Motivation is much more complicated than simply meting out rewards or punishments. For employees to do their best, they need to feel they are a part of something greater than themselves. The Pink text explores what the author has termed Motivation 2.0, which focuses on the extrinsic or intrinsic nature of rewards. Consider motivational experiences you’ve had in the past. Do you think they may have been increased or reduced by Motivation 2.0? As you review the resources this week, as you prepare your Discussion posting, contemplate the following:
- What is the least motivational experience you’ve been in? What is the most?
- What techniques work best to motivate you? What type of individuals might not respond to these techniques? What have you seen work for others that might not work for you?
- What are the sources of job satisfaction for you?
Note: You do not need to directly answer these points in your Discussion post as they serve only to begin your thinking process; however, you must explain your reasoning as you formulate your formal response.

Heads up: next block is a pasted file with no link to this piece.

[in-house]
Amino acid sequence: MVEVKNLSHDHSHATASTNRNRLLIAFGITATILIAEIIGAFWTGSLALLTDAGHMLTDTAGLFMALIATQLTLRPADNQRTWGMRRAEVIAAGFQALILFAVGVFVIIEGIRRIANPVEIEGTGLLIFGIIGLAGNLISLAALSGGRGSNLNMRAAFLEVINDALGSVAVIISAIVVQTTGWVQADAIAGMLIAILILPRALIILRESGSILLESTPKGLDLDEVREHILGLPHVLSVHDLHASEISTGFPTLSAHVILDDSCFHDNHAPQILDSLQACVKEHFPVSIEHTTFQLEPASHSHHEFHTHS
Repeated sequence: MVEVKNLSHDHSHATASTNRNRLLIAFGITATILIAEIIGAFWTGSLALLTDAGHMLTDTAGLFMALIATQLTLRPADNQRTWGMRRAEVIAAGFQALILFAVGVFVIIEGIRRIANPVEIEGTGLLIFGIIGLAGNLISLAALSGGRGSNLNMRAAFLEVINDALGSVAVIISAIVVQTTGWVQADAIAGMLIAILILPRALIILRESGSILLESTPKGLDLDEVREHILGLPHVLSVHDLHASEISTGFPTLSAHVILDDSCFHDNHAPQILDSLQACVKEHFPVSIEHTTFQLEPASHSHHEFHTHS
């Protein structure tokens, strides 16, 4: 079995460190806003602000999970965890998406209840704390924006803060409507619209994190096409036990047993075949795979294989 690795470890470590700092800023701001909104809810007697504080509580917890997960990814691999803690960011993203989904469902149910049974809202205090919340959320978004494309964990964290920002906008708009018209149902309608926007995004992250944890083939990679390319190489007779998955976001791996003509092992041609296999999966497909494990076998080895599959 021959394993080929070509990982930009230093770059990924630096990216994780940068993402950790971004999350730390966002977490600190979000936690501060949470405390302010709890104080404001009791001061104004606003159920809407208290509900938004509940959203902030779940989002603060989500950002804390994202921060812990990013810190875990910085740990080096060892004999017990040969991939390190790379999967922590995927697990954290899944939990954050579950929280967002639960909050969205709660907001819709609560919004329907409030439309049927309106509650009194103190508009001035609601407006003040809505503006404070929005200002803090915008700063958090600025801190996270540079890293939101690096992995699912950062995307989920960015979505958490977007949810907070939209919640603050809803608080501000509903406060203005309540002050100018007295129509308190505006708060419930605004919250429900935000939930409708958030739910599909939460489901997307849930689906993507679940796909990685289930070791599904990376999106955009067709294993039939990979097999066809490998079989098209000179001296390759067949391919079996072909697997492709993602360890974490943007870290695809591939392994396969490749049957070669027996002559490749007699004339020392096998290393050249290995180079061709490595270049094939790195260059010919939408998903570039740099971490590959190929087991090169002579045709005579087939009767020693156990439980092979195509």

Answer the following questions!
- On page 154 of “Drive,” the author suggests that you ask a ‘big question’ about what motivates you in your life. What are things that truly motivate you? How would you phrase your sentence?
- Using the “Personal Motivation Template and Instructions” document (located in Day 2 of this week), create a personal Motivation Poster that highlights the relationship between job satisfaction and motivation and share it with the class.
- As a manager, how can you discover what creates job satisfaction and motivation in your employees?
Be sure to support your work with specific citations In APA Format
Colquitt, J. A., Lepine, J. A., & Wesson, M. J. (2015). Organizational behavior: Improving performance and commitment in the workplace (4th ed.). New York, NY: McGraw-Hill.
Chapter 6, “Motivation”
Pink, D. H. (2009). Drive: The surprising truth about what motivates us. New York, NY: Riverhead Books.
Chapter 1, “The rise and fall of Motivation 2.0”